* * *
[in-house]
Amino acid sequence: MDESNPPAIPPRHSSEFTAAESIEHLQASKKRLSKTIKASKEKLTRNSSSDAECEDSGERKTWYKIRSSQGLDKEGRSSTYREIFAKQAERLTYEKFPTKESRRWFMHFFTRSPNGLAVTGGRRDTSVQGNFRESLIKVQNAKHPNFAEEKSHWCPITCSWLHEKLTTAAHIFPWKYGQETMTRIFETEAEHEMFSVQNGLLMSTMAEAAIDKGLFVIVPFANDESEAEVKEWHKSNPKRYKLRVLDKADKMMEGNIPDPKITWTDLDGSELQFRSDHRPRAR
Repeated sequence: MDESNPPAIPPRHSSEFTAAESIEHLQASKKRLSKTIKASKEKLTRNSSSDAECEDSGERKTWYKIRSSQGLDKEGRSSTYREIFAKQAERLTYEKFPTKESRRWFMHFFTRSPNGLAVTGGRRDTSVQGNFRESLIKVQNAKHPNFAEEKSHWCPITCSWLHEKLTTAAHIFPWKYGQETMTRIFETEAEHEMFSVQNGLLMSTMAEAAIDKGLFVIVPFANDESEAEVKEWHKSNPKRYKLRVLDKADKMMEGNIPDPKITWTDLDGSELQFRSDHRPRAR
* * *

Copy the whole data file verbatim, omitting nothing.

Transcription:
[in-house]
Amino acid sequence: MDESNPPAIPPRHSSEFTAAESIEHLQASKKRLSKTIKASKEKLTRNSSSDAECEDSGERKTWYKIRSSQGLDKEGRSSTYREIFAKQAERLTYEKFPTKESRRWFMHFFTRSPNGLAVTGGRRDTSVQGNFRESLIKVQNAKHPNFAEEKSHWCPITCSWLHEKLTTAAHIFPWKYGQETMTRIFETEAEHEMFSVQNGLLMSTMAEAAIDKGLFVIVPFANDESEAEVKEWHKSNPKRYKLRVLDKADKMMEGNIPDPKITWTDLDGSELQFRSDHRPRAR
Repeated sequence: MDESNPPAIPPRHSSEFTAAESIEHLQASKKRLSKTIKASKEKLTRNSSSDAECEDSGERKTWYKIRSSQGLDKEGRSSTYREIFAKQAERLTYEKFPTKESRRWFMHFFTRSPNGLAVTGGRRDTSVQGNFRESLIKVQNAKHPNFAEEKSHWCPITCSWLHEKLTTAAHIFPWKYGQETMTRIFETEAEHEMFSVQNGLLMSTMAEAAIDKGLFVIVPFANDESEAEVKEWHKSNPKRYKLRVLDKADKMMEGNIPDPKITWTDLDGSELQFRSDHRPRAR